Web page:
A Better Buttonhole

Knitting the Twist Cardigan has provided the opportunity to learn a new buttonhole, specifically the Tulips buttonhole by TECHknitting.  Here are my test buttonholes:


If you want to do this buttonhole, the Interweave KnitsSpring Summer 2010 issue has the directions, but I found this video was pretty darned helpful in learning about to do.  My experience was that I didn’t need to use the smaller dpn needle to do the cast-on for the stitches of the buttonhole (which uses a crochet hook with a yarnover). I think this is because I’m a loose knitter, and I was able to pull those stitches quite tightly as I cast on. Since I was doing several buttonholes in one row, this was a way better thing.  They came out looking very symmetrical:


I had a hiccup on the collar because I didn’t trust the pattern (sorry, Bonne Marie, how stupid is that!).  I cast-on fewer stitches for the collar than the pattern required because I was using my usual ratio formula.  This would have worked if I had intended to simply do a neck-band, but instead it pulled everything tighter that would be helpful for a collar turning out.  So I tinked my 3 inches or so of collar and tried again with the actual directions, and it worked (of course).  So I also followed the end cast-off directions, proving that I am teachable, and realiaed that the pattern has the collar echoing the button band cast-off.  Chic Knits patterns do this kind of thing all the time, it is so nice that someone else has thought of these things.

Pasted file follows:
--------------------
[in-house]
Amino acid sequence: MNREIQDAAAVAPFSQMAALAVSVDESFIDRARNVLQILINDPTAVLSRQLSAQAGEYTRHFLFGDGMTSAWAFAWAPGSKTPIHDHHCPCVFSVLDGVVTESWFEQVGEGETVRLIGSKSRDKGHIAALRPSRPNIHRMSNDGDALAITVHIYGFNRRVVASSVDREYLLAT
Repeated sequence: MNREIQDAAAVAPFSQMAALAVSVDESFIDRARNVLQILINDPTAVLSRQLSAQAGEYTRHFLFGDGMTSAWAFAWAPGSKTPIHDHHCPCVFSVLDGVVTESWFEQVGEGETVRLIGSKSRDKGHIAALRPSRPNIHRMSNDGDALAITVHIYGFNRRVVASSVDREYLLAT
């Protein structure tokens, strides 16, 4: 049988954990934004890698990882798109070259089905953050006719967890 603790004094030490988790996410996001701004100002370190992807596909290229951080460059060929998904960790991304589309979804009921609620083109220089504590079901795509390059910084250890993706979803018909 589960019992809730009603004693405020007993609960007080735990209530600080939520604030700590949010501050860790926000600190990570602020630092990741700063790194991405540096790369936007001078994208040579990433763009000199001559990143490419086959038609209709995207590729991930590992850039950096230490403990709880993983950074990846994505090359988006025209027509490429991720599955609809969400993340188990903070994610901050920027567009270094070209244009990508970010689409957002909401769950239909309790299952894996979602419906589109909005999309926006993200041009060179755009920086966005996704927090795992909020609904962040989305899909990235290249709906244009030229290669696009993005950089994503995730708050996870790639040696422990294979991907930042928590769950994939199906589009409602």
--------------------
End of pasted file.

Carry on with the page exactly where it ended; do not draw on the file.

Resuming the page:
Tasks remaining:

  1. Attach the sleeves (already knit) and pray that I don’t have any color-pooling because I didn’t alternate skeins on one of them.  If it is too noticeable, I will have to re-knit.  I’m trying to overlook that possibility.
  2. Block.  I think the slight pulling in on the bands will resolve itself nicely with blocking.
  3. Attach ribbon to button band and buttons for couture buttons.  I have the decorative buttons and the backing buttons.  I’m using these tutorials from Gigi of the Knitmore Girls. (look on the right side for grosgrain ribbon and button tutorials.)
  4. Weave in ends.  Celebrate greatly!
  5. Think about knitting a hat to match with the leftovers.

2 replies on “A Better Buttonhole”

You’re welcome. I love this new buttonhole – much sturdier to me than the traditional one-row version I know.
And I’m coveting a Twist of my own, I am! This is a gift for my cousin, without whom I wouldn’t have survived the past few months!

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